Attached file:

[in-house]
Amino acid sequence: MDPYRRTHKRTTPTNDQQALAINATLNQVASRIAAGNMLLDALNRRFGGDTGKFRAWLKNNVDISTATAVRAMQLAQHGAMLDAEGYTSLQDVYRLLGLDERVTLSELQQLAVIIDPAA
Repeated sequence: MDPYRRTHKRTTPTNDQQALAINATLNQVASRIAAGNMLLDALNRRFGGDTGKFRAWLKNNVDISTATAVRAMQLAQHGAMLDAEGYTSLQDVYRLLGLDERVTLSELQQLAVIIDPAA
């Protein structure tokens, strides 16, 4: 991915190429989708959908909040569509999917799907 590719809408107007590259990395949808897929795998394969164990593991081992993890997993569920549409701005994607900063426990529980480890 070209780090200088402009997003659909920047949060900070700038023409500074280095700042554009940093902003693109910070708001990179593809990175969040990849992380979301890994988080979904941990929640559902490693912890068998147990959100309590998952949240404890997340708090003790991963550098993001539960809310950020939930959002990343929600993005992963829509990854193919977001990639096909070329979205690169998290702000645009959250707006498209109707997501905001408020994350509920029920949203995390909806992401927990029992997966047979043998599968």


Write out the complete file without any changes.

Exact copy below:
[in-house]
Amino acid sequence: MDPYRRTHKRTTPTNDQQALAINATLNQVASRIAAGNMLLDALNRRFGGDTGKFRAWLKNNVDISTATAVRAMQLAQHGAMLDAEGYTSLQDVYRLLGLDERVTLSELQQLAVIIDPAA
Repeated sequence: MDPYRRTHKRTTPTNDQQALAINATLNQVASRIAAGNMLLDALNRRFGGDTGKFRAWLKNNVDISTATAVRAMQLAQHGAMLDAEGYTSLQDVYRLLGLDERVTLSELQQLAVIIDPAA
């Protein structure tokens, strides 16, 4: 991915190429989708959908909040569509999917799907 590719809408107007590259990395949808897929795998394969164990593991081992993890997993569920549409701005994607900063426990529980480890 070209780090200088402009997003659909920047949060900070700038023409500074280095700042554009940093902003693109910070708001990179593809990175969040990849992380979301890994988080979904941990929640559902490693912890068998147990959100309590998952949240404890997340708090003790991963550098993001539960809310950020939930959002990343929600993005992963829509990854193919977001990639096909070329979205690169998290702000645009959250707006498209109707997501905001408020994350509920029920949203995390909806992401927990029992997966047979043998599968």